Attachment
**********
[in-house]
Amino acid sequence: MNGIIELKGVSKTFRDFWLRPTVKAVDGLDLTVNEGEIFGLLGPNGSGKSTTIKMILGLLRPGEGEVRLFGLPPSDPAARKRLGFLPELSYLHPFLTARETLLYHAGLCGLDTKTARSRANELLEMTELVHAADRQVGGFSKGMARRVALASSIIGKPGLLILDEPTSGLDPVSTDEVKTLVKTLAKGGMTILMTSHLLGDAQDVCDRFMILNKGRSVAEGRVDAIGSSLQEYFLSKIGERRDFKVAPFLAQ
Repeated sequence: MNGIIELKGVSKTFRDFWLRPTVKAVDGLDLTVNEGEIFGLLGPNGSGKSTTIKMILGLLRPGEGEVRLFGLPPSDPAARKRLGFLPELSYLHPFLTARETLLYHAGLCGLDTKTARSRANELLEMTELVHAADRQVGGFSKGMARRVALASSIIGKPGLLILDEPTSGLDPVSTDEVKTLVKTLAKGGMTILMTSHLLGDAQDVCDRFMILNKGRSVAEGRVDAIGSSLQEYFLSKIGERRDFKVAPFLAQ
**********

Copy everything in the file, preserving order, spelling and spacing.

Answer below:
[in-house]
Amino acid sequence: MNGIIELKGVSKTFRDFWLRPTVKAVDGLDLTVNEGEIFGLLGPNGSGKSTTIKMILGLLRPGEGEVRLFGLPPSDPAARKRLGFLPELSYLHPFLTARETLLYHAGLCGLDTKTARSRANELLEMTELVHAADRQVGGFSKGMARRVALASSIIGKPGLLILDEPTSGLDPVSTDEVKTLVKTLAKGGMTILMTSHLLGDAQDVCDRFMILNKGRSVAEGRVDAIGSSLQEYFLSKIGERRDFKVAPFLAQ
Repeated sequence: MNGIIELKGVSKTFRDFWLRPTVKAVDGLDLTVNEGEIFGLLGPNGSGKSTTIKMILGLLRPGEGEVRLFGLPPSDPAARKRLGFLPELSYLHPFLTARETLLYHAGLCGLDTKTARSRANELLEMTELVHAADRQVGGFSKGMARRVALASSIIGKPGLLILDEPTSGLDPVSTDEVKTLVKTLAKGGMTILMTSHLLGDAQDVCDRFMILNKGRSVAEGRVDAIGSSLQEYFLSKIGERRDFKVAPFLAQ